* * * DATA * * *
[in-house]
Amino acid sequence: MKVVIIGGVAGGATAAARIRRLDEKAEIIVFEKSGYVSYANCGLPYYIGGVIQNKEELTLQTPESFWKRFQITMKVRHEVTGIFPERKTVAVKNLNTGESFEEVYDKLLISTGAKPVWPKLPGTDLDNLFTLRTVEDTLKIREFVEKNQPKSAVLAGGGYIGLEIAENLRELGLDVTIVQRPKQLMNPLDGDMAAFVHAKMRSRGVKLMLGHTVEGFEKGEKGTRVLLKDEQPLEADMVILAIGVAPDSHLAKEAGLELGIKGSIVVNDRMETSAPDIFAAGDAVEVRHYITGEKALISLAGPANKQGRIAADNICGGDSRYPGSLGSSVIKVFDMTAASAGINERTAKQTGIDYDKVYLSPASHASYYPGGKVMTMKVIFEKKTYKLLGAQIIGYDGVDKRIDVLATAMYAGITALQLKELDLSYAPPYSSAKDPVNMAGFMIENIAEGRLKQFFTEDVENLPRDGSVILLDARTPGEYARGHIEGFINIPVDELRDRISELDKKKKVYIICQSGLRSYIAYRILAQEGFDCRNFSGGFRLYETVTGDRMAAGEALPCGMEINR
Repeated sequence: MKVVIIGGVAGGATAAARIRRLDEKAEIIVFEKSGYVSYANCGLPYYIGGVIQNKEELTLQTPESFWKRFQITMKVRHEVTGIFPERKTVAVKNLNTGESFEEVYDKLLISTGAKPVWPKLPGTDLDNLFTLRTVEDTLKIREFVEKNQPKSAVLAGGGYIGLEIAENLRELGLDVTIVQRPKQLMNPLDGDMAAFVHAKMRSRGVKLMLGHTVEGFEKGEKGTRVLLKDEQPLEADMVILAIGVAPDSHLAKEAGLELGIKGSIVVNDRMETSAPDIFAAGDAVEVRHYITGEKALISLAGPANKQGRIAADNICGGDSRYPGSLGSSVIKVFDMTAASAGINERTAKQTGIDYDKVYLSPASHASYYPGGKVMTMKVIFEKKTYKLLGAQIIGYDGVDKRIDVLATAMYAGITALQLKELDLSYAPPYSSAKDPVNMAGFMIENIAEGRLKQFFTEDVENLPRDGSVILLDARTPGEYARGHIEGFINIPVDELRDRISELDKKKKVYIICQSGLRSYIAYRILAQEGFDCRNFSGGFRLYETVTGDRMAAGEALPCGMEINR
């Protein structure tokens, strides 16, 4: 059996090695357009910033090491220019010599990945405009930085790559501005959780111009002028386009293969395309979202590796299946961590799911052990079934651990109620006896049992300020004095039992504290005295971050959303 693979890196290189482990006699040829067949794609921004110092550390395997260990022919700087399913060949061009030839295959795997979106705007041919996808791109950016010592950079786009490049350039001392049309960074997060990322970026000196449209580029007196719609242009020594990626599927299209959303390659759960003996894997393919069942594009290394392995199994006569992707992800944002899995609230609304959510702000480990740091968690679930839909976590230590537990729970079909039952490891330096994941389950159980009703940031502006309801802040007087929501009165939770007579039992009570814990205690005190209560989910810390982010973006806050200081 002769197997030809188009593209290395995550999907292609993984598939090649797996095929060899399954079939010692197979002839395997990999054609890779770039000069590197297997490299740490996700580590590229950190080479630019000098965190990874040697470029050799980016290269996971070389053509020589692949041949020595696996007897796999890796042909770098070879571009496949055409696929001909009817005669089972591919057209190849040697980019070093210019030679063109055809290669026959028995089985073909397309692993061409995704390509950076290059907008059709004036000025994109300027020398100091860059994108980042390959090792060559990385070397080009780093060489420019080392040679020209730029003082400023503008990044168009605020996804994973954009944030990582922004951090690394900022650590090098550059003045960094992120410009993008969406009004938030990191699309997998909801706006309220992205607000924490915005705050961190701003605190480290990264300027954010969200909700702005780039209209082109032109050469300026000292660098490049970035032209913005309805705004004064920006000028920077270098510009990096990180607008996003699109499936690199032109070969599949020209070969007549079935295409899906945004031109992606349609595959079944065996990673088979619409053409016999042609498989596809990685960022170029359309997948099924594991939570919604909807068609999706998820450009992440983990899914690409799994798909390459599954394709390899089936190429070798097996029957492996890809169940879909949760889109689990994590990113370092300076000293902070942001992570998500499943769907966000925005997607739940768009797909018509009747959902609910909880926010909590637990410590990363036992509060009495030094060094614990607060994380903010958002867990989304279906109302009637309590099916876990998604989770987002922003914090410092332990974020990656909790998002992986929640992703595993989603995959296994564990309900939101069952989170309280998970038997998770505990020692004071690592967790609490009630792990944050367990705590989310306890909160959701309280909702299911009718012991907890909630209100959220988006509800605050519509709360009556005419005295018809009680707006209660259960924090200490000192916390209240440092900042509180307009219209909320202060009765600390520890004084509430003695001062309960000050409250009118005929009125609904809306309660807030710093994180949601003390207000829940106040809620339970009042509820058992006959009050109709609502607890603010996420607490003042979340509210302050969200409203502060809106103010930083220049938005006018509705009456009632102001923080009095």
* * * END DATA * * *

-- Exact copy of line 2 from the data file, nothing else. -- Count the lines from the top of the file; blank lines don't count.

Amino acid sequence: MKVVIIGGVAGGATAAARIRRLDEKAEIIVFEKSGYVSYANCGLPYYIGGVIQNKEELTLQTPESFWKRFQITMKVRHEVTGIFPERKTVAVKNLNTGESFEEVYDKLLISTGAKPVWPKLPGTDLDNLFTLRTVEDTLKIREFVEKNQPKSAVLAGGGYIGLEIAENLRELGLDVTIVQRPKQLMNPLDGDMAAFVHAKMRSRGVKLMLGHTVEGFEKGEKGTRVLLKDEQPLEADMVILAIGVAPDSHLAKEAGLELGIKGSIVVNDRMETSAPDIFAAGDAVEVRHYITGEKALISLAGPANKQGRIAADNICGGDSRYPGSLGSSVIKVFDMTAASAGINERTAKQTGIDYDKVYLSPASHASYYPGGKVMTMKVIFEKKTYKLLGAQIIGYDGVDKRIDVLATAMYAGITALQLKELDLSYAPPYSSAKDPVNMAGFMIENIAEGRLKQFFTEDVENLPRDGSVILLDARTPGEYARGHIEGFINIPVDELRDRISELDKKKKVYIICQSGLRSYIAYRILAQEGFDCRNFSGGFRLYETVTGDRMAAGEALPCGMEINR